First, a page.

Rosa Altisent

Universitat de Lleida, Lérida, Catalonia, Spain

Are you Rosa Altisent?

Claim your profile

Publications (15)31.97 Total impact

  • [Show abstract] [Hide abstract]
    ABSTRACT: The strain CPA-7 of Pseudomonas graminis, isolated from apple by our group, was reported to reduce the population of foodborne pathogens in minimally processed fruit. The aim of this work was to investigate its effect on physical parameters, visual quality, enzymatic activity, vitamin C content and antioxidant activity of fresh-cut melon during refrigerated storage. CPA-7 treated or untreated fresh-cut melon was packaged under air or modified atmosphere (MAP) and stored at 5 and 10 °C for 8 days. Results showed a loss of texture during storage, above all at 10 °C. A good visual quality was observed for samples stored at 5 °C, although samples treated with the antagonistic strain CPA-7 and stored in air presented the lowest score, whereas those stored at 10 °C showed a poor visual appearance and a decrease of lightness. In general, CPA-7 treated samples presented higher POD values than untreated ones at 5 °C, and lower values at 10. °C. PPO increased during refrigerated storage regardless of the addition of the antagonist. Also, treatment with the antagonistic strain CPA-7 retained the antioxidant activity and vitamin C content of fresh-cut melon during refrigerated storage.
    No preview · Article · Jan 2016 · Postharvest Biology and Technology
  • Source
    [Show abstract] [Hide abstract]
    ABSTRACT: The effects of various pulsed electric field (PEF) parameters on the extraction of polyacetylenes from carrot slices were investigated. Optimised conditions with regard to electric field strength (1–4 kV/cm), number of pulses (100–1500), pulse frequency (10–200 Hz) and pulse width (10–30 μs) were identified using response surface methodology (RSM) to maximise the extraction of falcarinol (FaOH), falcarindiol (FaDOH) and falcarindiol-3-acetate (FaDOAc) from carrot slices. Data obtained from RSM and experiments fitted significantly (p < 0.0001) the proposed second-order response functions with high regression coefficients (R2) ranging from 0.82 to 0.75. Maximal FaOH (188%), FaDOH (164.9%) and FaDOAc (166.8%) levels relative to untreated samples were obtained from carrot slices after applying PEF treatments at 4 kV/cm with 100 number of pulses of 10 μs at 10 Hz. The predicted values from the developed quadratic polynomial equation were in close agreement with the actual experimental values with low average mean deviations (E%) ranging from 0.68% to 3.58%.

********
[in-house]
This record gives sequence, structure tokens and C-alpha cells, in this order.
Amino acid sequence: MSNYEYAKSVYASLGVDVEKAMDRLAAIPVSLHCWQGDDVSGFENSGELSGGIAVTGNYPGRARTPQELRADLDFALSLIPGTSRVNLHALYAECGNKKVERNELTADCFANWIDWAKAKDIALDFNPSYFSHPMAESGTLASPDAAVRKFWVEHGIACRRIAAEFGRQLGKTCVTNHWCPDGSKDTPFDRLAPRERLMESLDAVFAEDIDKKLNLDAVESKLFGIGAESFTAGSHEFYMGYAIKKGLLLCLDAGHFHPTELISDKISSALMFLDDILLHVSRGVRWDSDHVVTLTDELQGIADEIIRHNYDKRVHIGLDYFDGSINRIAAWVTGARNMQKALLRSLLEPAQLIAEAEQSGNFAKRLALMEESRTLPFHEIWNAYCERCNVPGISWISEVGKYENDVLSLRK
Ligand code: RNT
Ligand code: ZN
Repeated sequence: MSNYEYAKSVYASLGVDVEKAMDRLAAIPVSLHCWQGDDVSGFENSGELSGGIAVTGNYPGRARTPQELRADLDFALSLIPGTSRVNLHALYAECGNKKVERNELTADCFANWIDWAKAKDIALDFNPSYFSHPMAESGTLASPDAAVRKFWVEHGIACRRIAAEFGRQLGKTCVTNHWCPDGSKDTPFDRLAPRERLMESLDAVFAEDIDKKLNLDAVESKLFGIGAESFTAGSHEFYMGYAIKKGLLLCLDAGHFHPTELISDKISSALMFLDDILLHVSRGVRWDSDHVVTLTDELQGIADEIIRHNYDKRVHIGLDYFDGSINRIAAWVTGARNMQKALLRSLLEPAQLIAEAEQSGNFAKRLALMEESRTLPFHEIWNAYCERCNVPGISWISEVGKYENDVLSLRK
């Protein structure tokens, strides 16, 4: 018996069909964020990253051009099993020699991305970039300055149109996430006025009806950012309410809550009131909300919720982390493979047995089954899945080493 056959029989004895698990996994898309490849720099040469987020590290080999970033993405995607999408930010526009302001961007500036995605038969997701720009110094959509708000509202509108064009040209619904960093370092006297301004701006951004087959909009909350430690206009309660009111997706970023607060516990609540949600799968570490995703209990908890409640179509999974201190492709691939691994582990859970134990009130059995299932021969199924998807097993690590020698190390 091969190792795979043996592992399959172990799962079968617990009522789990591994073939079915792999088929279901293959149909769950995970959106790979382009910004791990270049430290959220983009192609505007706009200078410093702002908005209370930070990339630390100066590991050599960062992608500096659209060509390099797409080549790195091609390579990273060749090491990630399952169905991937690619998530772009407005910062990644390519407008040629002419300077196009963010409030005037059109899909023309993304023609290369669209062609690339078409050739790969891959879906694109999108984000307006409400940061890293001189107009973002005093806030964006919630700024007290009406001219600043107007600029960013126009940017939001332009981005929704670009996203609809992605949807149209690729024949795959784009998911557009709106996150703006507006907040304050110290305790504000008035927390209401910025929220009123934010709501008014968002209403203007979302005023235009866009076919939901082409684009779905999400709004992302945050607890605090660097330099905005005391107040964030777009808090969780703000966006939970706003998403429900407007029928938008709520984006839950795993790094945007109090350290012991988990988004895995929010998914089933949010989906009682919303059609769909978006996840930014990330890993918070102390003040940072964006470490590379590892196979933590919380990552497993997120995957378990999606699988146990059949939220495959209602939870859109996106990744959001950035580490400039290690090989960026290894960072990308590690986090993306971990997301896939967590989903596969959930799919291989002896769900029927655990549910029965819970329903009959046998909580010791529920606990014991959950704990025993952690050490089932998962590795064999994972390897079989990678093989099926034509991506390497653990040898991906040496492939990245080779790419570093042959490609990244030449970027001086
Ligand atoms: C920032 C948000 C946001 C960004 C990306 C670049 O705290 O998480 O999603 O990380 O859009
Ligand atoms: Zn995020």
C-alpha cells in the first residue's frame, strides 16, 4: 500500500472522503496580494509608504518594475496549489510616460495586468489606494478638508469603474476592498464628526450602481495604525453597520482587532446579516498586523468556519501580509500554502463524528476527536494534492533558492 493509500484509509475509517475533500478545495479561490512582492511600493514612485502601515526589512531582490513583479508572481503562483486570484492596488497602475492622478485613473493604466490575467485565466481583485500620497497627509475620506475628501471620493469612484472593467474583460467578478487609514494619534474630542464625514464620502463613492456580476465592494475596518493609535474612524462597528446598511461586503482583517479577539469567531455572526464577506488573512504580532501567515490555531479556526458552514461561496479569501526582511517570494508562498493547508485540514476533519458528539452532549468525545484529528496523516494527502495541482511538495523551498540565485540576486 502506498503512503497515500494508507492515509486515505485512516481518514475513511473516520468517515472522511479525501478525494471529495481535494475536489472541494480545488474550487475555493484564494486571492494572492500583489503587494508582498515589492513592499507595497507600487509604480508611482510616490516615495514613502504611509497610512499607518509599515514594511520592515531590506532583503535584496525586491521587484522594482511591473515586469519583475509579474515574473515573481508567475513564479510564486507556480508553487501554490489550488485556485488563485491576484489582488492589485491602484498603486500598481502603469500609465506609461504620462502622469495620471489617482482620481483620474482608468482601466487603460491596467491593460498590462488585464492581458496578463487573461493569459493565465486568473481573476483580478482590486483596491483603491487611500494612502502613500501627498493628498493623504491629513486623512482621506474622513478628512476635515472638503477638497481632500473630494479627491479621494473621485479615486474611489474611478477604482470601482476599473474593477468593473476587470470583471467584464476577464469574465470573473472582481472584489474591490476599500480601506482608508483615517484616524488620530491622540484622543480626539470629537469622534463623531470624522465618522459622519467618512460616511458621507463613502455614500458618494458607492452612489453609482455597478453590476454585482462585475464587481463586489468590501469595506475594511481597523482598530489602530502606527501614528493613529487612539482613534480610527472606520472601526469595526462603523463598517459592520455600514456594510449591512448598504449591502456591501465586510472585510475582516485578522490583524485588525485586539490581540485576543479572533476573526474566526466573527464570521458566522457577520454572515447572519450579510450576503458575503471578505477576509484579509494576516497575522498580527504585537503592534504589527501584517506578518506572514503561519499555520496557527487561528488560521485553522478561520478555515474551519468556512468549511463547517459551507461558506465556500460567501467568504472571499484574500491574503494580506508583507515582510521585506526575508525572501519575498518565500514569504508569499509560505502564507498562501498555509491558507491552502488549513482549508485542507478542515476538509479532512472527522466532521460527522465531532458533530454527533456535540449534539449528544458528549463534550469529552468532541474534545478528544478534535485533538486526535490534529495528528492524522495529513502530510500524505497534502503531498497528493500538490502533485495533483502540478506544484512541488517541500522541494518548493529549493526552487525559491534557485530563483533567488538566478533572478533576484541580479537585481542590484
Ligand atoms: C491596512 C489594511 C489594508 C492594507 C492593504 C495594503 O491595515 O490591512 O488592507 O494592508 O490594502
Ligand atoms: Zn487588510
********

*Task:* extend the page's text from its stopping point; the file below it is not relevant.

Full-text · Article · Mar 2015 · Molecules
  • [Show abstract] [Hide abstract]
    ABSTRACT: The use of biopreservation is a promising technique to ensure microbial safety of fresh-cut produce. The objective of this work was to test the effectiveness of the strain CPA-7 of Pseudomonas graminis against a cocktail of Salmonella spp. and Listeria monocytogenes on fresh-cut melon, and evaluate its effect on its quality during shelf-life when tested in conditions simulating commercial application. Fresh-cut melon was artificially inoculated with Salmonella spp. and L. monocytogenes and with or without the biopreservative strain at different concentrations and stored at 20, 10 and 5 °C. Moreover, the effect of the strain was tested in conditions simulating commercial application. Fresh-cut melon was packaged using passive modified atmosphere (MAP) and AIR conditions and stored at 5 and 10 °C. Quality of fresh-cut melon was evaluated in CPA-7 treated and untreated samples. At laboratory scale trials, P. graminis reduced Salmonella and L. monocytogenes growth on fresh-cut melon stored at 5, 10 and 20 °C. Effectiveness depended on their concentration and on storage temperature. At low pathogen concentration and 20 °C, L. monocytogenes growth was reduced between 2.1 and 5.3 log cfu g−1 units after 2 days of storage and Salmonella growth between 2.0 and 7.3 log cfu g−1 depending on CPA-7 dose. At 10 °C, similar reductions of pathogens were observed after 5 days of storage. In studies simulating commercial conditions, packaging atmosphere and temperature influenced P. graminis effectiveness, with better results in samples packaged under AIR conditions and 10 °C. Reduction of pathogen growth was <1-log unit in fresh-cut melon stored in MAP whilst it was >4-log units in AIR. Soluble solids content, titratable acidity, pH and firmness of fresh-cut melon were not significantly different in CPA-7 treated and untreated (control) melon. In general, lightness, chroma and hue values of fresh-cut melon stored in AIR decreased faster in CPA-7 samples than on control ones. At 5 °C, CPA-7 treated melon was visually scored lower than untreated melon. P. graminis has demonstrated promising results at 10 °C, which is a temperature more compromised for safety. Nevertheless more detailed studies on the modified atmosphere are required because AIR packaging is not recommended due to the rapid loss of quality.